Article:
• If the fluctuations away from fair value become “too wide,” the process is self-correcting.  Wider departures from fair value mean bigger opportunities for the surviving active managers; bigger opportunities mean higher alpha for the successful; higher alpha means that assets flow back to active management.  Just remember that, weighted by assets, no more than 50% of the active managers can be successful — otherwise said, that while bigger opportunities mean higher alpha for the winners, they also imply lower alpha for the losers.
  • Passive assets can rise dramatically without significantly diminishing the share of trading done by active investors.
Source: S&P Dow Jones Indices.  Assumes that passive turnover is 10% annually and active turnover 100% annually.
Source: S&P Dow Jones Indices. Assumes that passive turnover is 10% annually and active turnover 100% annually.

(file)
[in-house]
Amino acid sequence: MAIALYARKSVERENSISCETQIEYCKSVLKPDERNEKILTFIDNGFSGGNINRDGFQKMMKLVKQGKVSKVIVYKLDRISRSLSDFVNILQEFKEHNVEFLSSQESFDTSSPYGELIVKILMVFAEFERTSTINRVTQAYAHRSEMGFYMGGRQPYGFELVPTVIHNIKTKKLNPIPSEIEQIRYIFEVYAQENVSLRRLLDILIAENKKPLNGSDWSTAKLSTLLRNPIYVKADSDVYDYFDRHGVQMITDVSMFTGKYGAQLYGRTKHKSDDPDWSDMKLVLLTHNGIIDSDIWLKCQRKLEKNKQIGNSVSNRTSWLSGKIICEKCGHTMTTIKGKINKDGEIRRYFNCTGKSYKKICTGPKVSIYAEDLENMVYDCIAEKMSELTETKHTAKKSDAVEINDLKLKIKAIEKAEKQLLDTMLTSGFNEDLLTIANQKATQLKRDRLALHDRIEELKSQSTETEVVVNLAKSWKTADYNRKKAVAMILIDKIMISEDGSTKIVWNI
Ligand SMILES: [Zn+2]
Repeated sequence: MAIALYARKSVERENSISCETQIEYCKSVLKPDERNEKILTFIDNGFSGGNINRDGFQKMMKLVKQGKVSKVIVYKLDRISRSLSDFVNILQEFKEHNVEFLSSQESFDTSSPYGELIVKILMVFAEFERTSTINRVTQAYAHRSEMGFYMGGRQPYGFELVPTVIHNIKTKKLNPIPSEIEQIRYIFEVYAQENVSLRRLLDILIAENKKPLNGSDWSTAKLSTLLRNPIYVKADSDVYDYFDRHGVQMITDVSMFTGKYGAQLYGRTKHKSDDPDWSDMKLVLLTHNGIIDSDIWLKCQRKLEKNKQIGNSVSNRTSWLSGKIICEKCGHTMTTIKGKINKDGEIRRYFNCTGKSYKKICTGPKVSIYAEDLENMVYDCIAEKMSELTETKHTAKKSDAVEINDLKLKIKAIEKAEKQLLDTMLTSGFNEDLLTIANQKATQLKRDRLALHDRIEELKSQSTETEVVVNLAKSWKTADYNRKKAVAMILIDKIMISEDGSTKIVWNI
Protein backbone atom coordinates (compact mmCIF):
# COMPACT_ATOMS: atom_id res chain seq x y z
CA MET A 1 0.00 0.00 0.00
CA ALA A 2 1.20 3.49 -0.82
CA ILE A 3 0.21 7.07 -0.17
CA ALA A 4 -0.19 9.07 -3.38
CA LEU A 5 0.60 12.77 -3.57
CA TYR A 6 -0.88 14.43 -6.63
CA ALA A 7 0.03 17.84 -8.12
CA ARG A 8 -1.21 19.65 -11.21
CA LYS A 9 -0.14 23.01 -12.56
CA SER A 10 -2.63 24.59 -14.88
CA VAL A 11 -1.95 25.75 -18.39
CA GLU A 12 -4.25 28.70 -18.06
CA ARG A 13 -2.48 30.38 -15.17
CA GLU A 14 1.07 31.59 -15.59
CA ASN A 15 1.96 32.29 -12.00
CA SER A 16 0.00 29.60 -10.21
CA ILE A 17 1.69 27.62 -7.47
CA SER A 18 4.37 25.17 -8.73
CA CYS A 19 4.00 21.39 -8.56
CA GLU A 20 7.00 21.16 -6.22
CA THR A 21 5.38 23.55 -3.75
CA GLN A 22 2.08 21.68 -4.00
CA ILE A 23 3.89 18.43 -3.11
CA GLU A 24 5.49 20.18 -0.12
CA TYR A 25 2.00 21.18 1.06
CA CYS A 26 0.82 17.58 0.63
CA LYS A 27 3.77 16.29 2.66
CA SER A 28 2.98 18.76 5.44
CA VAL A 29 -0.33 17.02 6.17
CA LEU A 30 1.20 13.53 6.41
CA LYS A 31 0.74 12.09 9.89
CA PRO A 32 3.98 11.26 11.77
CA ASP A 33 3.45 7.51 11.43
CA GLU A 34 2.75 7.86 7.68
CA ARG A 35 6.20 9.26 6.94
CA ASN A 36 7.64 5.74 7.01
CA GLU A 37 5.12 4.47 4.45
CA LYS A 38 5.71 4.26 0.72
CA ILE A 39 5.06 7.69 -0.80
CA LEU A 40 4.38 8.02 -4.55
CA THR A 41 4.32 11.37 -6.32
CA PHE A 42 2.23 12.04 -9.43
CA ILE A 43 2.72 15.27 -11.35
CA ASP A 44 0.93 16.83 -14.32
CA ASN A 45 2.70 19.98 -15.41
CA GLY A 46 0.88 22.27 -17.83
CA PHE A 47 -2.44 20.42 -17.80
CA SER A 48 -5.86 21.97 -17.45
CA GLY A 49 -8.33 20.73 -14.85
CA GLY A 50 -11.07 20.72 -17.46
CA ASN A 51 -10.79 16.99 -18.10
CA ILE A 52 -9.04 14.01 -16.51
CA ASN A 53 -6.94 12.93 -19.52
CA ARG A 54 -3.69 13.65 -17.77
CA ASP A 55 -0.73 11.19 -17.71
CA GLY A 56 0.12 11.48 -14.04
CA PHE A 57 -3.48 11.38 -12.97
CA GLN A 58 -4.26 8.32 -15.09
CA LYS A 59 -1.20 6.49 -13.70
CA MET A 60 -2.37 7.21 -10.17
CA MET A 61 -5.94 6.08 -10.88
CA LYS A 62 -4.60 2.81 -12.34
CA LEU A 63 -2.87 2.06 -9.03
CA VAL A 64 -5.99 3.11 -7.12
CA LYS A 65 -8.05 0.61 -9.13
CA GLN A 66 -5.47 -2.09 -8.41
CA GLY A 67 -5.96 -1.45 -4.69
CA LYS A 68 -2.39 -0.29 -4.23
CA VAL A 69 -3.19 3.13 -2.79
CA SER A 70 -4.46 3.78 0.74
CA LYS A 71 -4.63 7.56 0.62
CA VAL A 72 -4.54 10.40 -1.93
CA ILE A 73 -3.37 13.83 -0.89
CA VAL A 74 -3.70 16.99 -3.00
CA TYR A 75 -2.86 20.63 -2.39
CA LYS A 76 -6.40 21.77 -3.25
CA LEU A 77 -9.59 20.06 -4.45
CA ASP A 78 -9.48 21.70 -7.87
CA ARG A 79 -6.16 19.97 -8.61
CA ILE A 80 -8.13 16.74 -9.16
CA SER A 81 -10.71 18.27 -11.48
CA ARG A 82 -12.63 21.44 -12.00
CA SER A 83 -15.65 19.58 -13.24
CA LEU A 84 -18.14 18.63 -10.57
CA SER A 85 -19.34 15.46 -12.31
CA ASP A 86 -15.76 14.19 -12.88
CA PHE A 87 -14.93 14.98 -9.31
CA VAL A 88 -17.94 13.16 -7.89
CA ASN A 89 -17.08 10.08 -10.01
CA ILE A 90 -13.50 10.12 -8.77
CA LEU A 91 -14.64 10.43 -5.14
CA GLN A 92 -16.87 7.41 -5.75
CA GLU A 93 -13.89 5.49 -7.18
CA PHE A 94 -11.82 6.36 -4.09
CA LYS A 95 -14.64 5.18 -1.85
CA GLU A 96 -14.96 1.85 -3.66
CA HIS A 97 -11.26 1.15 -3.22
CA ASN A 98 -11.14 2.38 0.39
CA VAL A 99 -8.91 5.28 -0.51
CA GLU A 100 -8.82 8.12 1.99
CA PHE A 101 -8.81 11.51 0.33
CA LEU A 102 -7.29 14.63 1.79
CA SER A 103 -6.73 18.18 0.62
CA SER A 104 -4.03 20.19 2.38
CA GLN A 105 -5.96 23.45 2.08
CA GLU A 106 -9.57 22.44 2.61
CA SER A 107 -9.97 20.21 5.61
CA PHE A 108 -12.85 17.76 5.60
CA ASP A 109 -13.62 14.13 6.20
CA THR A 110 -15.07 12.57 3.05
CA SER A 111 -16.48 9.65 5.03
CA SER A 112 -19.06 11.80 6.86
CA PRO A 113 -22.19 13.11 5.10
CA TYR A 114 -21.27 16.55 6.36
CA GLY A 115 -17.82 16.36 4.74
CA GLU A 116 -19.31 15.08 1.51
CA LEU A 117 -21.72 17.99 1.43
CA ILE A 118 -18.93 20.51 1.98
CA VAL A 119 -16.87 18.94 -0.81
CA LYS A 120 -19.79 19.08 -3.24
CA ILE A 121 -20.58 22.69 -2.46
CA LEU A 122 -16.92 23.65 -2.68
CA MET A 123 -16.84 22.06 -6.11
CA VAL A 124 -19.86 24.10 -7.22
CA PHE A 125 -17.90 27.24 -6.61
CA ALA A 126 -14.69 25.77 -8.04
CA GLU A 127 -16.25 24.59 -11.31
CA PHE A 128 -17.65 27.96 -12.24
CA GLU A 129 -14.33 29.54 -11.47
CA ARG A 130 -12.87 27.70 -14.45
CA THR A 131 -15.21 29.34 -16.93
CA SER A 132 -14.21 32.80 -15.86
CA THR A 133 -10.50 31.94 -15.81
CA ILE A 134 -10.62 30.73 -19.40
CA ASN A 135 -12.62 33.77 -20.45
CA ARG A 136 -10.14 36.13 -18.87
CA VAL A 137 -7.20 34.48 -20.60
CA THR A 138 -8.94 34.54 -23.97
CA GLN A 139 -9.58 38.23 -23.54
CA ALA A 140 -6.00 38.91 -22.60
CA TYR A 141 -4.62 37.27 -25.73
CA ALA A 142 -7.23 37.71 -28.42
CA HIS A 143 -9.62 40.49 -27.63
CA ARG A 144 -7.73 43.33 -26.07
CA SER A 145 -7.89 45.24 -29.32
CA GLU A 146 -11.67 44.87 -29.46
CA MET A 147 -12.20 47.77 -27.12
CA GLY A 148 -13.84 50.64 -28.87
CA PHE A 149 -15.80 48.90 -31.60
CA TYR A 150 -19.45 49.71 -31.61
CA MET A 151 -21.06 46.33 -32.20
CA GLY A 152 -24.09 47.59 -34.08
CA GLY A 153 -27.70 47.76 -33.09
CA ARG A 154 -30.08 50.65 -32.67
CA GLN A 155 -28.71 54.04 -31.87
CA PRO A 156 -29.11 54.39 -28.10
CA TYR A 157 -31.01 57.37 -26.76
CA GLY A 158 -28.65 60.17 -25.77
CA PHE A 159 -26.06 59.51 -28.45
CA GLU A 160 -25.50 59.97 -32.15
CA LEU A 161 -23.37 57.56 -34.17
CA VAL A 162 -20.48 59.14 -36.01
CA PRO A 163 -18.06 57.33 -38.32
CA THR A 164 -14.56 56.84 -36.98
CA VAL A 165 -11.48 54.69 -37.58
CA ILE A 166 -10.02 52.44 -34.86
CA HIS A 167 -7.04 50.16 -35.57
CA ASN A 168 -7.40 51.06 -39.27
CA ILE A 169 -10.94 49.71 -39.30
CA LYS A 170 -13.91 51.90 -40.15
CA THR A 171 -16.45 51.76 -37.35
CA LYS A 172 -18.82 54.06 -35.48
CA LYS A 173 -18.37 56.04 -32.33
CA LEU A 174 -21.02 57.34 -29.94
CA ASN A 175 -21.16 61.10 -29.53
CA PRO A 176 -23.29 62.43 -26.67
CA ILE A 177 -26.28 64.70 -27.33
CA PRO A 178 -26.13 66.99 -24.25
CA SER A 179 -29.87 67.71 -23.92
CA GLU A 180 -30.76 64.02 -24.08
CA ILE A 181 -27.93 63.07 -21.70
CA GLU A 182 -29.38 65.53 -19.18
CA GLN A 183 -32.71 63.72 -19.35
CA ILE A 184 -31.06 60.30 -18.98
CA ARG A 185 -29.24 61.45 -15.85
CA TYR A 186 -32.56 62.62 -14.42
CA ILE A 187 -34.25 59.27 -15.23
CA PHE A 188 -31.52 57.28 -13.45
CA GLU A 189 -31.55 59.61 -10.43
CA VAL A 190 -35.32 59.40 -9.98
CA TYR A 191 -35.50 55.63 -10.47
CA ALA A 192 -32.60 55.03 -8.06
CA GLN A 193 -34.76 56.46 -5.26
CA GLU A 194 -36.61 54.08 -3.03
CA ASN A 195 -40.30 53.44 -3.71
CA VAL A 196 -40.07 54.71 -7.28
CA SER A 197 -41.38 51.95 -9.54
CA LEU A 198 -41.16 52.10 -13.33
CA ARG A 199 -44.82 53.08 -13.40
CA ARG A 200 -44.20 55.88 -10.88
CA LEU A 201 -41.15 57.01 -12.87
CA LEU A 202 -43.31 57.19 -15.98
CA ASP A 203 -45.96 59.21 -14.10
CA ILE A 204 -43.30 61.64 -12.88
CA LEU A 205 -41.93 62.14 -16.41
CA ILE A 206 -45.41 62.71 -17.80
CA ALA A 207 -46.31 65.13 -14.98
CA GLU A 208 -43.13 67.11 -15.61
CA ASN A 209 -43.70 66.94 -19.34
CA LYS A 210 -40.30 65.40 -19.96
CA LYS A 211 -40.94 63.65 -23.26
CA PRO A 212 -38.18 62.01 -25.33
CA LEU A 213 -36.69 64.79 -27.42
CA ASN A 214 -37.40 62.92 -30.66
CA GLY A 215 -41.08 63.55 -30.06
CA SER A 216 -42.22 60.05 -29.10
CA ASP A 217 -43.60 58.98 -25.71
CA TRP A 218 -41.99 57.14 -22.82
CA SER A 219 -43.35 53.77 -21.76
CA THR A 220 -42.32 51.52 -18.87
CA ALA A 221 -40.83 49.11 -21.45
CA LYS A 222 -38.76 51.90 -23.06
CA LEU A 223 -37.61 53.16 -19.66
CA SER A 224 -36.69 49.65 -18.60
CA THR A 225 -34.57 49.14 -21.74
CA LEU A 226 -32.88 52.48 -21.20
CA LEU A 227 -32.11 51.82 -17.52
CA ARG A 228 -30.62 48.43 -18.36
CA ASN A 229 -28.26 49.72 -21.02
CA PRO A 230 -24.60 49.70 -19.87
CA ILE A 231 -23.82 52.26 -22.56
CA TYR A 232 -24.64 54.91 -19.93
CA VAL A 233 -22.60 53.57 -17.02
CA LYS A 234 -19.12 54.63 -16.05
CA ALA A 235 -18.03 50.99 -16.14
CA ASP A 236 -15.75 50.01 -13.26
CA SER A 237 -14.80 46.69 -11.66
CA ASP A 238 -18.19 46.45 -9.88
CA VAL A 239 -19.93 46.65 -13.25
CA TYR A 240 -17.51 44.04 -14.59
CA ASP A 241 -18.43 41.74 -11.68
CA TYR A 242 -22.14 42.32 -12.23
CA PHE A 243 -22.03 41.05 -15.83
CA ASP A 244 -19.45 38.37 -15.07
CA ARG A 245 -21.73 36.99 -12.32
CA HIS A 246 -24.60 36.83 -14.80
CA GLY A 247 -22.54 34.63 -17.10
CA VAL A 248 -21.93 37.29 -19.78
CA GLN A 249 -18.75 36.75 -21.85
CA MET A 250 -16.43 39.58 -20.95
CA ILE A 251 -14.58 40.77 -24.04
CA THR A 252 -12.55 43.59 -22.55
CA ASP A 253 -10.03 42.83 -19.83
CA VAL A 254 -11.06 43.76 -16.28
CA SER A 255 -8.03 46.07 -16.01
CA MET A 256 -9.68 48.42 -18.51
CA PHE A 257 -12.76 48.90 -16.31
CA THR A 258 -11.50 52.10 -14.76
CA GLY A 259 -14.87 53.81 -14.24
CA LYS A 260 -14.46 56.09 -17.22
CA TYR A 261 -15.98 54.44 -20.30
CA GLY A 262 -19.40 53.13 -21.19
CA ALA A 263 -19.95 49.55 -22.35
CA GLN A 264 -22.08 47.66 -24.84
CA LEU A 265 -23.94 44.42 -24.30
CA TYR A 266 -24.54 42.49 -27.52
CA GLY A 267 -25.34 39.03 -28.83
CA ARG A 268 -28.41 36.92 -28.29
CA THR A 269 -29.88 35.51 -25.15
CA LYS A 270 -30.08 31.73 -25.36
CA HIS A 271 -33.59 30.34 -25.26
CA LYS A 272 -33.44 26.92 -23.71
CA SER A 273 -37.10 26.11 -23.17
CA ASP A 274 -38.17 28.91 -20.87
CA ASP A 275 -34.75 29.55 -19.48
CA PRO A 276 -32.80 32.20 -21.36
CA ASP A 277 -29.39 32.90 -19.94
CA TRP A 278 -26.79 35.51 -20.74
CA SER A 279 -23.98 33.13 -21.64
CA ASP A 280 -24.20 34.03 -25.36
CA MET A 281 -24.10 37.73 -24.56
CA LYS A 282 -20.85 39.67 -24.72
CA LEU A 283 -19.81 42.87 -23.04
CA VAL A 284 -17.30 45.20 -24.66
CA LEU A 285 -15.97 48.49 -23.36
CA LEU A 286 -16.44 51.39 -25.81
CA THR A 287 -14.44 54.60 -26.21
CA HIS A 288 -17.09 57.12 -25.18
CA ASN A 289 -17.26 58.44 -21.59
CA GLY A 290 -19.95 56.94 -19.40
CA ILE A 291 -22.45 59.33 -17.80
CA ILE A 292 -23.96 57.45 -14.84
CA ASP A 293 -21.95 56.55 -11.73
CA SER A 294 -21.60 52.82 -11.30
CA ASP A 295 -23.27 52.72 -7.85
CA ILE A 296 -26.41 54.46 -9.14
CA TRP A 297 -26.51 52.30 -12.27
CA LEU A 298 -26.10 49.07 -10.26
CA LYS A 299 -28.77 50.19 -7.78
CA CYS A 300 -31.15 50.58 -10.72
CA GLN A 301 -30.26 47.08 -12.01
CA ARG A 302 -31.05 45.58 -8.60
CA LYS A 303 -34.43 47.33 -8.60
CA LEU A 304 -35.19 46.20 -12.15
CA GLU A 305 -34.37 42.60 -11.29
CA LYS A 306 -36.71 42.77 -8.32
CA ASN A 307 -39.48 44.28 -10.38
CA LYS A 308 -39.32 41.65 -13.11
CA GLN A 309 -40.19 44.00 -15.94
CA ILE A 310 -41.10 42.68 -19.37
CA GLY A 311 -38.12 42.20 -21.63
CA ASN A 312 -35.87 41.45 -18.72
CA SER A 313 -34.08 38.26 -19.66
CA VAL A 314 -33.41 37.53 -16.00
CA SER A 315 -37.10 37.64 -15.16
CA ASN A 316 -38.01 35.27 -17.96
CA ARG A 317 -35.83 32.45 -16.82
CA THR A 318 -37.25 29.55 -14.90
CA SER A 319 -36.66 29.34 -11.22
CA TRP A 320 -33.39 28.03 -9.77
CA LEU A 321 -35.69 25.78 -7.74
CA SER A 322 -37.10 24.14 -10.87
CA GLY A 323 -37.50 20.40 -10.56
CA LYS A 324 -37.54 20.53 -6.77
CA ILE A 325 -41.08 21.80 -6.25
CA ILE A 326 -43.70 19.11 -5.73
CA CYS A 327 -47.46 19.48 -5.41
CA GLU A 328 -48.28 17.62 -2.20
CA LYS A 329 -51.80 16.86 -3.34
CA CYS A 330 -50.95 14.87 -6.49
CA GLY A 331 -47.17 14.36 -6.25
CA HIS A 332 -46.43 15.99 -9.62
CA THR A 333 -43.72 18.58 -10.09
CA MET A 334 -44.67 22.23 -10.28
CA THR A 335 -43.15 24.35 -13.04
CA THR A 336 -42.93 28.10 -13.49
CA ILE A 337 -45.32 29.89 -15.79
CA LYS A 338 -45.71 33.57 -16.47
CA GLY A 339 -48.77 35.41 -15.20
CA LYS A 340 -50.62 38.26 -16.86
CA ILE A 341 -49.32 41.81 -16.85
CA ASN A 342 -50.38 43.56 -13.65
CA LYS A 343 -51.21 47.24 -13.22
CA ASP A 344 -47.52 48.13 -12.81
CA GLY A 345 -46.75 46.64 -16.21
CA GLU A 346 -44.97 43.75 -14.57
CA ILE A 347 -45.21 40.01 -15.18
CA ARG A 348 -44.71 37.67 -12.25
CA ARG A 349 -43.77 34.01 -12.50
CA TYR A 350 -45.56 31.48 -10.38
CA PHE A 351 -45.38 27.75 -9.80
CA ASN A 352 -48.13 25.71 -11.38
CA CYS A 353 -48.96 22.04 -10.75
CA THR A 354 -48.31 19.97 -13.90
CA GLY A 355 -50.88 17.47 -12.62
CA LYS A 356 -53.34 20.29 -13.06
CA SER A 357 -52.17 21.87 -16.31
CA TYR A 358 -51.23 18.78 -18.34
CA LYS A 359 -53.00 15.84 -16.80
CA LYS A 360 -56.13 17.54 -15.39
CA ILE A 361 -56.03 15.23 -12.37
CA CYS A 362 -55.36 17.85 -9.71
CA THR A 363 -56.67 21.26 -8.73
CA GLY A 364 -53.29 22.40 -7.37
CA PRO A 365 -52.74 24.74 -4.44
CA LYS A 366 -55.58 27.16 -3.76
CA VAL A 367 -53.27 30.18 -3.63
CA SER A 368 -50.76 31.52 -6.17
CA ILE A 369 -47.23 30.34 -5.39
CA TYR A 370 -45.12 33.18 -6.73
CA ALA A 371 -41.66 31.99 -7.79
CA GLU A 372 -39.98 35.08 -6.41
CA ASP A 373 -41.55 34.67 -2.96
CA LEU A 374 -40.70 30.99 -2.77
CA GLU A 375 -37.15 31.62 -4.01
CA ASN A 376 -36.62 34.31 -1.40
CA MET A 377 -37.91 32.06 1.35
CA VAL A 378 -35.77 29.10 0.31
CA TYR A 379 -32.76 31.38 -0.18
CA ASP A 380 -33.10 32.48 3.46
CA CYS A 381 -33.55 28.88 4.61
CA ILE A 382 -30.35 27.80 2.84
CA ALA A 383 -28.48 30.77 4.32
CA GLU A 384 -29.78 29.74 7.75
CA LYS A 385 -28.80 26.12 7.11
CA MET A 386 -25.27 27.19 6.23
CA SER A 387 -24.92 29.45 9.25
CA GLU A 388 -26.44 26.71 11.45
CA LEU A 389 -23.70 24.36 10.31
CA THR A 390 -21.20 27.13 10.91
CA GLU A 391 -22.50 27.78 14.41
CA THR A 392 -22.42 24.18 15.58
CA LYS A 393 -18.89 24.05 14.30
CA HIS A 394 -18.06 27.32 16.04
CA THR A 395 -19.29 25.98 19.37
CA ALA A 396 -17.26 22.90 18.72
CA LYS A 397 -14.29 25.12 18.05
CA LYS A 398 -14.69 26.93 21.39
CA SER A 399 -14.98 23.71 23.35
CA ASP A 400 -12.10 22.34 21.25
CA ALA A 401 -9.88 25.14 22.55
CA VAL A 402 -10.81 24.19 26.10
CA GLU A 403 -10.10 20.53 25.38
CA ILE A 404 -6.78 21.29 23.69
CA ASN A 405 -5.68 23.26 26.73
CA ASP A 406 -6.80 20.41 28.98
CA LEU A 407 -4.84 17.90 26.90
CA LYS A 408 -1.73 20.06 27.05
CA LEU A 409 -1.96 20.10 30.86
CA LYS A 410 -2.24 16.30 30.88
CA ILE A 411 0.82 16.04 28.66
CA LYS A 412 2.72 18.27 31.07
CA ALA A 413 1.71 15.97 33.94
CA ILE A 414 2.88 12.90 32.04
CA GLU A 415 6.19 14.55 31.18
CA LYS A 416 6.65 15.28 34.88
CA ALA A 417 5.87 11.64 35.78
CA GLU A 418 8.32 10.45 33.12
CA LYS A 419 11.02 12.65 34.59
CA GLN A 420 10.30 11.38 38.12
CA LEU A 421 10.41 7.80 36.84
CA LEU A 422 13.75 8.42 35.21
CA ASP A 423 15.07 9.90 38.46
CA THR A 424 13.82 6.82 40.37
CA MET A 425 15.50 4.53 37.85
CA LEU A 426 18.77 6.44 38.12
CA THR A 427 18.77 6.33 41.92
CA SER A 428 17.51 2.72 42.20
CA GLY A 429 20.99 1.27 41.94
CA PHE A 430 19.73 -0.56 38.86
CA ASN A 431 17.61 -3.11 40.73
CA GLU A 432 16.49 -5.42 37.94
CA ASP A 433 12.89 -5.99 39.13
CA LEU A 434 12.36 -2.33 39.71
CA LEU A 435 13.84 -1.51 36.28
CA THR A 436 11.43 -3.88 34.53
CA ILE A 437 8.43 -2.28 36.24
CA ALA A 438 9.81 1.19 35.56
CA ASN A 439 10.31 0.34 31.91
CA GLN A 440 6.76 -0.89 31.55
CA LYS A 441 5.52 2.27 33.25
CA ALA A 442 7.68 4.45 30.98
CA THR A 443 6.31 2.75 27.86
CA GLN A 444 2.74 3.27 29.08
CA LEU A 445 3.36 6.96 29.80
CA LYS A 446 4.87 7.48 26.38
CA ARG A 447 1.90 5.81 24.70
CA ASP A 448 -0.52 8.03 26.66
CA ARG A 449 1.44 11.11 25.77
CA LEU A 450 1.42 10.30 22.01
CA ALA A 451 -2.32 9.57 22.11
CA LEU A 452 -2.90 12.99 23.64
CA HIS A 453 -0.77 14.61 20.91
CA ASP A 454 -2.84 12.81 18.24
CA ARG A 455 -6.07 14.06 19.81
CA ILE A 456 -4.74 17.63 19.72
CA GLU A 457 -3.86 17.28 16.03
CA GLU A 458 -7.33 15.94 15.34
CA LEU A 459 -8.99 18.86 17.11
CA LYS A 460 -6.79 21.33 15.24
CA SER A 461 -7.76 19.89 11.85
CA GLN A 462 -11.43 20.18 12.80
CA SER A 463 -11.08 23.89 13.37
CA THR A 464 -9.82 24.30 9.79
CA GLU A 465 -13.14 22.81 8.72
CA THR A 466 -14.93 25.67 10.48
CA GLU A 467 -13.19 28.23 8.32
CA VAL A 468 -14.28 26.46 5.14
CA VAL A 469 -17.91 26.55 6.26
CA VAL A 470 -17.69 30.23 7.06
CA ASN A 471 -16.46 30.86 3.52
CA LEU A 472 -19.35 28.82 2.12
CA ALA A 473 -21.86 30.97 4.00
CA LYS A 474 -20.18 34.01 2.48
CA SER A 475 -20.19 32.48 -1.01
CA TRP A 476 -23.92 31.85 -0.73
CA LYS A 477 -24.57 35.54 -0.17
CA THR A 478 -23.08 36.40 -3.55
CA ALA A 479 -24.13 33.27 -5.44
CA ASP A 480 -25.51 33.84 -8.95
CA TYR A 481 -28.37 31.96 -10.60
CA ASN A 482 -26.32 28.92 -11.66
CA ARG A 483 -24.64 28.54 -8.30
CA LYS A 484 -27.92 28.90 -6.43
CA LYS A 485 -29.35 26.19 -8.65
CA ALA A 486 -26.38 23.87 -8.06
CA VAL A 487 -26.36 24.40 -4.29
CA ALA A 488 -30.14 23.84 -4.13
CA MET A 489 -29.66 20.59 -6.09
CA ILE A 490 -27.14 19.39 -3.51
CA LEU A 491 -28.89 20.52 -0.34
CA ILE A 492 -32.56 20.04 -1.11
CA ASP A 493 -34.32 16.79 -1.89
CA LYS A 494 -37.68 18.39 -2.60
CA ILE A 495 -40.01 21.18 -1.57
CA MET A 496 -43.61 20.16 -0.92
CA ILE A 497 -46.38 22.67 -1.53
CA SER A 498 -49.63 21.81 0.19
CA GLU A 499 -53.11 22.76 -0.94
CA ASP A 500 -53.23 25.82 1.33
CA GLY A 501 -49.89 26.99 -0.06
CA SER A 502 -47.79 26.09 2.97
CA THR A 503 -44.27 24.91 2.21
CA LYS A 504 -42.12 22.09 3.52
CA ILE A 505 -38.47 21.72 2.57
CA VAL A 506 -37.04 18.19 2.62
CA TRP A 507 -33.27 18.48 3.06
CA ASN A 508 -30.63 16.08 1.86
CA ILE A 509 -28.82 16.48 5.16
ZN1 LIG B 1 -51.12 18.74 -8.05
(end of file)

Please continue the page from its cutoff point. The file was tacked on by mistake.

The reason that passive assets can rise so dramatically is that active turnover is much higher than passive turnover.  In the chart above, we assume that the average active fund turns over 100% annually versus only 10% for the average passive fund (a very generous estimate on the passive side).  On those assumptions, if half of the market’s assets are indexed, active managers will still do 91% of the trading.  Indeed, if 90% of the assets are indexed, active managers will do 53% of the trading.

It is trading, not asset ownership per se, that sets prices and putatively corrects misvaluations.  If active trading makes for an efficient market, indexing has a long way to go before market efficiency is impaired.

The posts on this blog are opinions, not advice. Please read our Disclaimers.

Cracking Contango: Brent-Gas Hits 6-Year Seasonal Low

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Jodie Gunzberg